Close-Up Shot of a Woman Brushing Her Teeth

How Oral Health Impacts Your Mental Well-Being

• Poor dental hygiene, specifically gum disease, can negatively affect your mental health.

• Gum disease has been linked to stress levels and low self-esteem. 

• Recent studies suggest a connection between gum disease and depression due to inflammation.

• Taking proper care of oral health is important for managing gum disease and its effects on mental health.

Taking good care of your teeth and gums is important. But did you know there’s a strong connection between oral health and mental well-being? Poor dental hygiene, specifically gum disease, can negatively affect your mental health. Here are the effects of gum disease and how it can impact your mental health.

Gum Disease and Mental Health

Gum disease, also known as periodontal disease, is caused by a buildup of plaque in the mouth. Plaque builds up when bacteria from food particles mix with saliva. If this plaque isn’t removed regularly, it leads to inflammation, gingivitis (redness or swelling of the gums), and eventually periodontal disease, which can cause tooth loss. Gum disease has been linked to several physical health issues, such as stroke, heart attack, and diabetes, but it can also impact your mental health. Here are ways how gum disease affects your mental health:

Stress and Anxiety

Gum disease has also been linked to stress levels in individuals. This connection is likely because gum disease causes inflammation in the body which increases cortisol levels—a hormone associated with stress—in turn, increases stress levels further. Additionally, untreated gum diseases can be painful, which could lead to more stress in individuals who are already struggling with mental health issues.

Low Self-Esteem

Having a healthy smile is important for self-confidence and feeling good about yourself. If you have gum disease, it can take away your self-esteem because of its visible effects on your teeth and gums. This loss of self-esteem can lead to low self-worth and feelings of worthlessness.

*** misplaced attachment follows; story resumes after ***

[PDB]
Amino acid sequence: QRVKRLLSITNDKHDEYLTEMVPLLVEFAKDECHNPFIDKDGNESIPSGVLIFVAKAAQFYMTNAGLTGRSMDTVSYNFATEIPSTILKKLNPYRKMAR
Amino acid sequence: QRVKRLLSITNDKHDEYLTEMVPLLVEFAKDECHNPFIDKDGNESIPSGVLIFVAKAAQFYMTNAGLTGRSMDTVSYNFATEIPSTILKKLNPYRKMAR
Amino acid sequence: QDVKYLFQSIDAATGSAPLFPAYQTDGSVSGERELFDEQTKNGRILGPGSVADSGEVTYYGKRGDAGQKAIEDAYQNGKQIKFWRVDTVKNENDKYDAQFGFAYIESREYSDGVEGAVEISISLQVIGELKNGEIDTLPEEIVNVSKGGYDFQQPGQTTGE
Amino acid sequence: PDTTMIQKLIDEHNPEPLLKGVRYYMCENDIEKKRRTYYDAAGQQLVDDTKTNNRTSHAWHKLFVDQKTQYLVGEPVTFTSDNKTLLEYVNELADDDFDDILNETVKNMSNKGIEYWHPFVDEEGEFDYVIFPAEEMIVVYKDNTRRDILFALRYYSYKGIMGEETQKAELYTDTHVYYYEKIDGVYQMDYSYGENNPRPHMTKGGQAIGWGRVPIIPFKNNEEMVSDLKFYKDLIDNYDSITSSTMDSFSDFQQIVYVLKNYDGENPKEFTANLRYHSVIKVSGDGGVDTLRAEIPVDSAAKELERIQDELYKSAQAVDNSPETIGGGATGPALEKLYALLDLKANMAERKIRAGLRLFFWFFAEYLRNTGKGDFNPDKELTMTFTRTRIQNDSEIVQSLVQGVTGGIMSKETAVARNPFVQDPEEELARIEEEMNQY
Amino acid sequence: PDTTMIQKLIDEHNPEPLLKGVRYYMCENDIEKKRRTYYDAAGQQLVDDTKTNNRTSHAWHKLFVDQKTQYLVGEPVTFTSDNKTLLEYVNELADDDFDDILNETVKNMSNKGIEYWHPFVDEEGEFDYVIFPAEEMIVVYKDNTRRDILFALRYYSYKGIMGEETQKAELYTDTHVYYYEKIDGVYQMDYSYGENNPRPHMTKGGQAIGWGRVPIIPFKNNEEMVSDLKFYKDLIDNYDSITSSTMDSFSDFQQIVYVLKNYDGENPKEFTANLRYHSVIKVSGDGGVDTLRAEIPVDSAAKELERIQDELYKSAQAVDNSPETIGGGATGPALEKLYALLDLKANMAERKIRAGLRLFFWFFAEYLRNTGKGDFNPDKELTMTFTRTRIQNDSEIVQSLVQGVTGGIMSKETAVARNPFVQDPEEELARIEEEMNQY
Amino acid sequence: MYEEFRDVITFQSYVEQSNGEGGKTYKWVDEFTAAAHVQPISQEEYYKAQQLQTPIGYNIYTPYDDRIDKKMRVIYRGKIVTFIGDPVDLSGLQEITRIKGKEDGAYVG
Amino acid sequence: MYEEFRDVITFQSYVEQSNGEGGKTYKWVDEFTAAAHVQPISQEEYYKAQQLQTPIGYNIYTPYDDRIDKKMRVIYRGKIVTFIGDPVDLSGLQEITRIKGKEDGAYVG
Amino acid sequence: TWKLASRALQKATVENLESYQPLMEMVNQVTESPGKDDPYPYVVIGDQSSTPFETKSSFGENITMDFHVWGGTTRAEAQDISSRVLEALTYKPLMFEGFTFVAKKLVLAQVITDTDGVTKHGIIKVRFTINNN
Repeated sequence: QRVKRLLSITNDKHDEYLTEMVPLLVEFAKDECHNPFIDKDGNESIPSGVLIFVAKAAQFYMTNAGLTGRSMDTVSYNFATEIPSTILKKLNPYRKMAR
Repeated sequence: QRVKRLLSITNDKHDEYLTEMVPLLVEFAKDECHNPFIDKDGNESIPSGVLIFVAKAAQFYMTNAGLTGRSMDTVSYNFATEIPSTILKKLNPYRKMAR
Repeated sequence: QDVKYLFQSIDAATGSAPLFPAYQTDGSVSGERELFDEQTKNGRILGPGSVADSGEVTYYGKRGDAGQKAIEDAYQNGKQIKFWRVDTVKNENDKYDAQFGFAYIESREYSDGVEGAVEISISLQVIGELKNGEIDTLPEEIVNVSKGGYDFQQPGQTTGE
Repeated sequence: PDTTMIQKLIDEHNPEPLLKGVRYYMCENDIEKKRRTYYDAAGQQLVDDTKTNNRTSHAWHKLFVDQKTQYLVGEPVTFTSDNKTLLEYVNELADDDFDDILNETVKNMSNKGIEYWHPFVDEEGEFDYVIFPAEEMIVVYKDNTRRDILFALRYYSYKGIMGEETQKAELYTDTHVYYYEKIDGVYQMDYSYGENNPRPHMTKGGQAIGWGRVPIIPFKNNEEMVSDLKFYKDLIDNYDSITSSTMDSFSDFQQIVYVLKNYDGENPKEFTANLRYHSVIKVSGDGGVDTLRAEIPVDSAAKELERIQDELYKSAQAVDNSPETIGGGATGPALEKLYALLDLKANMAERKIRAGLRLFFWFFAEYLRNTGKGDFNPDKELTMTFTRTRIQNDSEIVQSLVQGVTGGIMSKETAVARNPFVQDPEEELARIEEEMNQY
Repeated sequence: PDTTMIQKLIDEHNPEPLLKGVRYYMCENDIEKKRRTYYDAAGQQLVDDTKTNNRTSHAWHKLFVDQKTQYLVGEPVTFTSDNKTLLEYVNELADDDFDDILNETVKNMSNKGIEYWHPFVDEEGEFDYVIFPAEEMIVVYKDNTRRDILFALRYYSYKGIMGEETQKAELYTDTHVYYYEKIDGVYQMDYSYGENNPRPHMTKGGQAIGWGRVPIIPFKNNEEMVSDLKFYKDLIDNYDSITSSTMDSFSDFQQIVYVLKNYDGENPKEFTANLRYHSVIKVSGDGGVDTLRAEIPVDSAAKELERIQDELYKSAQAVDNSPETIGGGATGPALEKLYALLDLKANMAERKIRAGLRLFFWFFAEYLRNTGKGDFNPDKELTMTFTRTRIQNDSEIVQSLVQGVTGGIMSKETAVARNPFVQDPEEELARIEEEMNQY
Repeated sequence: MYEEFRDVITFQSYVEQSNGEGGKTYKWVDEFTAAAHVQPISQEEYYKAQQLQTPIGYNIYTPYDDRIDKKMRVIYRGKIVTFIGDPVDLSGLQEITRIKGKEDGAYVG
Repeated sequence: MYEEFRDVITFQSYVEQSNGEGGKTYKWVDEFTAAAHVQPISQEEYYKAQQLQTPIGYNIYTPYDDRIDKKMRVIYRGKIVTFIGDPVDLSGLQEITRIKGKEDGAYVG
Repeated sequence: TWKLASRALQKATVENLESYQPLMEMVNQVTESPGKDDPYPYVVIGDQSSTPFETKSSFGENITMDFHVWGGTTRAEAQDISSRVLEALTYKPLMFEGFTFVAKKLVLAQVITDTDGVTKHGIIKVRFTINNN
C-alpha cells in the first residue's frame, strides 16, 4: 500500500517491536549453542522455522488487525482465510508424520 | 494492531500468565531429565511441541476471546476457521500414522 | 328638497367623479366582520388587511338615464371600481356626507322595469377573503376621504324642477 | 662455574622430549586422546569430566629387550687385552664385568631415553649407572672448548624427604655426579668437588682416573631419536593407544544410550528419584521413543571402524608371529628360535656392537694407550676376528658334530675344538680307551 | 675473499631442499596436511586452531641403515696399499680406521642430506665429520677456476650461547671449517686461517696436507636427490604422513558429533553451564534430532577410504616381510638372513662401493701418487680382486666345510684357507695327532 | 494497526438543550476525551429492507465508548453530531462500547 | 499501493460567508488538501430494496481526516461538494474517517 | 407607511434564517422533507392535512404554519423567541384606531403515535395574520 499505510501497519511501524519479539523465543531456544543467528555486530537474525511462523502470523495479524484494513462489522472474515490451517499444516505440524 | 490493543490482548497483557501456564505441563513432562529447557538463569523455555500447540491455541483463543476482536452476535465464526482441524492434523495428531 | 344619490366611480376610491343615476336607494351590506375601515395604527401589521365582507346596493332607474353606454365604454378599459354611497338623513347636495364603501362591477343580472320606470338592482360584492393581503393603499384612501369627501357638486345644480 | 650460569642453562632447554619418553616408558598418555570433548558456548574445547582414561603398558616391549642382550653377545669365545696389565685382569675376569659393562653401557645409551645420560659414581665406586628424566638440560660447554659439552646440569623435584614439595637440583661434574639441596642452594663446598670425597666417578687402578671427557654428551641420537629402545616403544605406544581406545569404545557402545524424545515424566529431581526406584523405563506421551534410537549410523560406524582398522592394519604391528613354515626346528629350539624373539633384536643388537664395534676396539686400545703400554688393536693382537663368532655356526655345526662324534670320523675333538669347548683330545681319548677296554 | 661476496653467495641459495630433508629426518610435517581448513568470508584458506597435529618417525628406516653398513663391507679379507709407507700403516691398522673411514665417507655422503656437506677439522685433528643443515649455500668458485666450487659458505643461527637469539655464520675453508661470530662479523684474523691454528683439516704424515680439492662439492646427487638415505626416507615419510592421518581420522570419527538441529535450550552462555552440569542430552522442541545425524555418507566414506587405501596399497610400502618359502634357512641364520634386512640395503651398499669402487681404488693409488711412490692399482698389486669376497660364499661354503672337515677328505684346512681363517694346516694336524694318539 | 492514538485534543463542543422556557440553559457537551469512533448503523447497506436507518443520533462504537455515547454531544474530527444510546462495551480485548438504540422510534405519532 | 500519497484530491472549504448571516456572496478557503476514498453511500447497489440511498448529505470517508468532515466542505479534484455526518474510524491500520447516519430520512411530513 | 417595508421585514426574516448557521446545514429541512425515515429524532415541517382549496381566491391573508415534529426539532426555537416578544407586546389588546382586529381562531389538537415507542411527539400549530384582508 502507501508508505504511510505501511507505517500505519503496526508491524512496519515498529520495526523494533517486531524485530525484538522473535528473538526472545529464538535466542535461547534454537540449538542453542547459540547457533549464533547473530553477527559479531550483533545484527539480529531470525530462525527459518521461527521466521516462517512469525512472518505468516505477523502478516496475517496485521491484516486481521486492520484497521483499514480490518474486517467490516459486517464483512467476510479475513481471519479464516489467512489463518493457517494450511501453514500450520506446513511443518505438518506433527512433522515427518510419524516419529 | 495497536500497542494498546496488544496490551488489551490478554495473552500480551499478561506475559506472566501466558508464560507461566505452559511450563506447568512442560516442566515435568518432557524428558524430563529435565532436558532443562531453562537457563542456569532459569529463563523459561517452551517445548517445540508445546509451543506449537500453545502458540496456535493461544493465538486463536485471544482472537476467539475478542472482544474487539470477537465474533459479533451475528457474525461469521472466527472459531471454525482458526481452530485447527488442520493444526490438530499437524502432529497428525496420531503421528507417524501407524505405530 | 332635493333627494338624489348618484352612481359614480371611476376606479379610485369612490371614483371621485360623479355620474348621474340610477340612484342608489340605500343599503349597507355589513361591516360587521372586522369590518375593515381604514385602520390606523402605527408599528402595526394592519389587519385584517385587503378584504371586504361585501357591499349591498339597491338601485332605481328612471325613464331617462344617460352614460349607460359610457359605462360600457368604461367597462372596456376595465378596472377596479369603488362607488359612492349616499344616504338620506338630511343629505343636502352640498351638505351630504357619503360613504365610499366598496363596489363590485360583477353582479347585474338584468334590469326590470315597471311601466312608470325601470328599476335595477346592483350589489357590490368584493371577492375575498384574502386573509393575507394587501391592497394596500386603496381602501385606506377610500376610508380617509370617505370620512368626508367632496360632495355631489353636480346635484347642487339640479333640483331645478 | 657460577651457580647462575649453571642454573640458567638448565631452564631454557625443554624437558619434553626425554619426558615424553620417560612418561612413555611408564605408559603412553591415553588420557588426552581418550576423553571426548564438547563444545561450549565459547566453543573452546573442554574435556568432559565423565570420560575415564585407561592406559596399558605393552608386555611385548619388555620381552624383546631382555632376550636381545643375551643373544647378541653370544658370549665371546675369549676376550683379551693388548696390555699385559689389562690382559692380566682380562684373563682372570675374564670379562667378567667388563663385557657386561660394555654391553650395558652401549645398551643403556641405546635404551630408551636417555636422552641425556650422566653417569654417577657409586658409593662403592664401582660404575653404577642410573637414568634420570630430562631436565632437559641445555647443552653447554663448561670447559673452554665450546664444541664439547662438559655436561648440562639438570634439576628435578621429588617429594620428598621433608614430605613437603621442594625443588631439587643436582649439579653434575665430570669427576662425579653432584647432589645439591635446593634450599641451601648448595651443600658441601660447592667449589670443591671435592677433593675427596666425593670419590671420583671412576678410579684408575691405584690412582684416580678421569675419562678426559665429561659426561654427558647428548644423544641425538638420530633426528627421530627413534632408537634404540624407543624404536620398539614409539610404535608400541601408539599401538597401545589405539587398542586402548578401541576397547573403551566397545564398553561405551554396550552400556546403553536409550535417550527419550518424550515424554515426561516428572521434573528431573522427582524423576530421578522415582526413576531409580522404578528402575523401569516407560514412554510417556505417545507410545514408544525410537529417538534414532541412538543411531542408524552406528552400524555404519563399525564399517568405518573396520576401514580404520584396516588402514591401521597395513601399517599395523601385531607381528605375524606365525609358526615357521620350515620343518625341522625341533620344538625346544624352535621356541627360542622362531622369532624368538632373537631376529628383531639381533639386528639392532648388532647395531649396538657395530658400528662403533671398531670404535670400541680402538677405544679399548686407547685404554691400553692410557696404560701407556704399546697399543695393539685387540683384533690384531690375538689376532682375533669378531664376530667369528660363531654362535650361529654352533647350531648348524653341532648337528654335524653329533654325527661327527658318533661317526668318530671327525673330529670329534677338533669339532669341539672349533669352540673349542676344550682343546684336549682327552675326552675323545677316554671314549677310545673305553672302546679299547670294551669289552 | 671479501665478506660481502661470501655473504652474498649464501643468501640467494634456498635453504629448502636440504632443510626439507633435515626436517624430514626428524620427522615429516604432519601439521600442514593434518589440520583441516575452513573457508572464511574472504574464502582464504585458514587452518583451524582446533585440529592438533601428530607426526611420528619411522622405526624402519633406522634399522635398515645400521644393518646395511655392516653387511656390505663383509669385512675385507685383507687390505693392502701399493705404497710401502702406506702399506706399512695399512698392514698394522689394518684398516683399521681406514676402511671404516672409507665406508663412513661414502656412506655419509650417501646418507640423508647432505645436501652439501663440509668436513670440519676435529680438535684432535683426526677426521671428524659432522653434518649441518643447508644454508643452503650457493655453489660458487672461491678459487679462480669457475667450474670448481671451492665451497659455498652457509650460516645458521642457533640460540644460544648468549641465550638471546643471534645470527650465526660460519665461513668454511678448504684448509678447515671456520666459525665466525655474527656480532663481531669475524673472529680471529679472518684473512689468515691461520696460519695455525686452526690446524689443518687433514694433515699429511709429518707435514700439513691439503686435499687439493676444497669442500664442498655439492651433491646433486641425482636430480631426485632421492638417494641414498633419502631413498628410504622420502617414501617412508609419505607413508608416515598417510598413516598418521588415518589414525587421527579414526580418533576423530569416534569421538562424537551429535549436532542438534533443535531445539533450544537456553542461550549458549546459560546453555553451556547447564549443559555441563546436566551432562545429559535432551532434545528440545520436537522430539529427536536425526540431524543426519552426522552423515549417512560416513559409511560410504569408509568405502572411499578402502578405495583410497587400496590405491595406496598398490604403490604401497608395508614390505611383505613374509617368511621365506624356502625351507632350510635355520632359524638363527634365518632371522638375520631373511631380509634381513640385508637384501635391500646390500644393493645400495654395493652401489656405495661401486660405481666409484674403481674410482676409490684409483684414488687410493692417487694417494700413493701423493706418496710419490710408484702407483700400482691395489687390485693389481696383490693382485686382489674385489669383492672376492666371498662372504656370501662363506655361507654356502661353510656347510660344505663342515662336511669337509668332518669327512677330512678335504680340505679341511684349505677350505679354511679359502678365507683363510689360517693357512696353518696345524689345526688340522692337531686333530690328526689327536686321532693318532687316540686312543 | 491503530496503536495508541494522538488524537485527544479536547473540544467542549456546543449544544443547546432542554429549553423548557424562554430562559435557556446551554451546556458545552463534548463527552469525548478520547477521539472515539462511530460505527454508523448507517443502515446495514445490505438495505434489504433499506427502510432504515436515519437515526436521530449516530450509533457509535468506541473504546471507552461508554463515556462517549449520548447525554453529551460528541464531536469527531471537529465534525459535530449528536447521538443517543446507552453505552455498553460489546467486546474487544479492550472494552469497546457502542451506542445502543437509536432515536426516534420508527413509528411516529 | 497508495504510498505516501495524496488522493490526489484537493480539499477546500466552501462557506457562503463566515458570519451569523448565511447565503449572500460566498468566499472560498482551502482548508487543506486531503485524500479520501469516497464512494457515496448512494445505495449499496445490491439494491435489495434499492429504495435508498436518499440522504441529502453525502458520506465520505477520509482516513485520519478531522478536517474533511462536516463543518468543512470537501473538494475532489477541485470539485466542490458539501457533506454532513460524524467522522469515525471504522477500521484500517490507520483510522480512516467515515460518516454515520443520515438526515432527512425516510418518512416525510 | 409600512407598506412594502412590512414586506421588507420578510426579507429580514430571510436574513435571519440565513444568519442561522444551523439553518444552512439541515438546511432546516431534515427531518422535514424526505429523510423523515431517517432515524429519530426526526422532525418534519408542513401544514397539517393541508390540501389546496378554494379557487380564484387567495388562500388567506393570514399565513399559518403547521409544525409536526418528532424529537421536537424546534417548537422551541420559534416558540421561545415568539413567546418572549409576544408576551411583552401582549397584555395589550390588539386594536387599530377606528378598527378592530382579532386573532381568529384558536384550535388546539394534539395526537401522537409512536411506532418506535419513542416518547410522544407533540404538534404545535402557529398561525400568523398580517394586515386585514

A woman experiencing mental health problems

Social Isolation

Mental health issues such as depression and anxiety can cause social isolation, which is when you distance yourself from family and friends. Gum disease can make it harder for you to be around other people, furthering your social isolation.

Cognitive Function

Poor oral hygiene has been linked to cognitive decline in adults and decreased problem-solving abilities. Although the exact cause is unknown, research has shown that poor oral hygiene can lead to inflammation in the brain, which may be a contributing factor.

The Connection Between Gum Disease & Depression

Recent studies have shown a connection between gum disease and depression. Depression has been linked to chronic inflammation in the body. Since gum disease is caused by inflammation in the mouth, this could be one reason for an association between the two conditions. Additionally, people who suffer from depression often lack the motivation to take care of themselves, or their oral hygiene habits may suffer due to decreased focus or energy levels. This could increase plaque buildup, leading to periodontal problems such as gingivitis or periodontal disease.

Ways to Manage Gum Disease & Mental Health

Although it’s unclear if the risk of depression is caused by gum disease or vice versa, it’s important to take proper care of your oral health. Here are some tips for managing gum disease and its effects on mental health:

  • Visit a dentist regularly for cleanings and checkups.
  • Practice good dental hygiene habits such as brushing and flossing twice daily.
  • Eat a healthy diet and limit sugary and acidic foods that can damage teeth.
  • Cut back on smoking or drinking, as these can worsen gum disease.
  • Stay hydrated by drinking plenty of water throughout the day.
  • Try taking extra care of your mouth if you suffer from depression or anxiety.

It’s also important that you take the time to see a mental health professional if you’re experiencing symptoms of depression or anxiety. With the help of your doctor, you can get proper treatment to manage your mental health and keep your oral health in check.

Reversing the Oral Damage Caused by Gum Disease

A dentist talking to a woman patient sitting on a dental chair in a clinic

If you have already been diagnosed with gum disease, treatments are available to help. Your dentist can recommend medications to reduce inflammation in the gums and professional cleanings to remove tartar from your teeth. The following procedure may also be recommended:

  • Tooth Implant: Dental implants are titanium posts that replace damaged or missing teeth. The implant is inserted into the jawbone and can last for years with proper care. Having a tooth implant in place helps to restore your smile, improve chewing, and protect your mouth from further damage.
  • Gum Graft: This procedure involves taking a piece of healthy gum tissue from your mouth and placing it over the damaged area. The graft helps protect the exposed root, reduce pain, and improve the appearance of your smile.

By taking the time to care for your oral health, you can prevent gum disease and its effects on your mental well-being. When in doubt, always consult a qualified dentist or mental health professional for more information about managing gum disease and its effect on your overall health. You and your doctor can devise a plan that works for you.

Share this post:
Scroll to Top